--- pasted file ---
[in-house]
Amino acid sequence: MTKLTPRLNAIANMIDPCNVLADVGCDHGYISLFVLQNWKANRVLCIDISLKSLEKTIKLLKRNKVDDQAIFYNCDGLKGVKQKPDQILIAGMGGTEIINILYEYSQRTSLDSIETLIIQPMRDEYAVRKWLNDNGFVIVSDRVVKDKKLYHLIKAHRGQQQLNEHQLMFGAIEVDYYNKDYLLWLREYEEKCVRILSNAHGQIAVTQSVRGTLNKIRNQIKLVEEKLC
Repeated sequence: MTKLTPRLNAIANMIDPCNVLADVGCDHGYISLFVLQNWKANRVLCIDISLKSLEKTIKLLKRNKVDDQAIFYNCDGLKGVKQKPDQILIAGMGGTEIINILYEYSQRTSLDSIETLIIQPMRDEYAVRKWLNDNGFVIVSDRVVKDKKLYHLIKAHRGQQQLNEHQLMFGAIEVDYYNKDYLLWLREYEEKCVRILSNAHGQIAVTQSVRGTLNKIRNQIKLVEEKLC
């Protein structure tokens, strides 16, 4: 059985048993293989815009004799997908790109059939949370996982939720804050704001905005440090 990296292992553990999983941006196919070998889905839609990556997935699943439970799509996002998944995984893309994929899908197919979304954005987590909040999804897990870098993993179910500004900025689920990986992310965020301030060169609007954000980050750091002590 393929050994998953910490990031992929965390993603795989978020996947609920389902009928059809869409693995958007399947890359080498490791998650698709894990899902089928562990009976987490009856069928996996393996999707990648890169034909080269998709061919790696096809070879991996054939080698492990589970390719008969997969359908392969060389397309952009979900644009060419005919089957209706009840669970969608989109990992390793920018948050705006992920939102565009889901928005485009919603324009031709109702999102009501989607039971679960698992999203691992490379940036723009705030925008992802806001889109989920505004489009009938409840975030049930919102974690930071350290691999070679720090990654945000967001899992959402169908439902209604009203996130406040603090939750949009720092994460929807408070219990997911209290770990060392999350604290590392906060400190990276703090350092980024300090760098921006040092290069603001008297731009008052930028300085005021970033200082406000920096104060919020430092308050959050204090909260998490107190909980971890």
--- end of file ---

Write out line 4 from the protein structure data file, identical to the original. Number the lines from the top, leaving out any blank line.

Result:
């Protein structure tokens, strides 16, 4: 059985048993293989815009004799997908790109059939949370996982939720804050704001905005440090 990296292992553990999983941006196919070998889905839609990556997935699943439970799509996002998944995984893309994929899908197919979304954005987590909040999804897990870098993993179910500004900025689920990986992310965020301030060169609007954000980050750091002590 393929050994998953910490990031992929965390993603795989978020996947609920389902009928059809869409693995958007399947890359080498490791998650698709894990899902089928562990009976987490009856069928996996393996999707990648890169034909080269998709061919790696096809070879991996054939080698492990589970390719008969997969359908392969060389397309952009979900644009060419005919089957209706009840669970969608989109990992390793920018948050705006992920939102565009889901928005485009919603324009031709109702999102009501989607039971679960698992999203691992490379940036723009705030925008992802806001889109989920505004489009009938409840975030049930919102974690930071350290691999070679720090990654945000967001899992959402169908439902209604009203996130406040603090939750949009720092994460929807408070219990997911209290770990060392999350604290590392906060400190990276703090350092980024300090760098921006040092290069603001008297731009008052930028300085005021970033200082406000920096104060919020430092308050959050204090909260998490107190909980971890």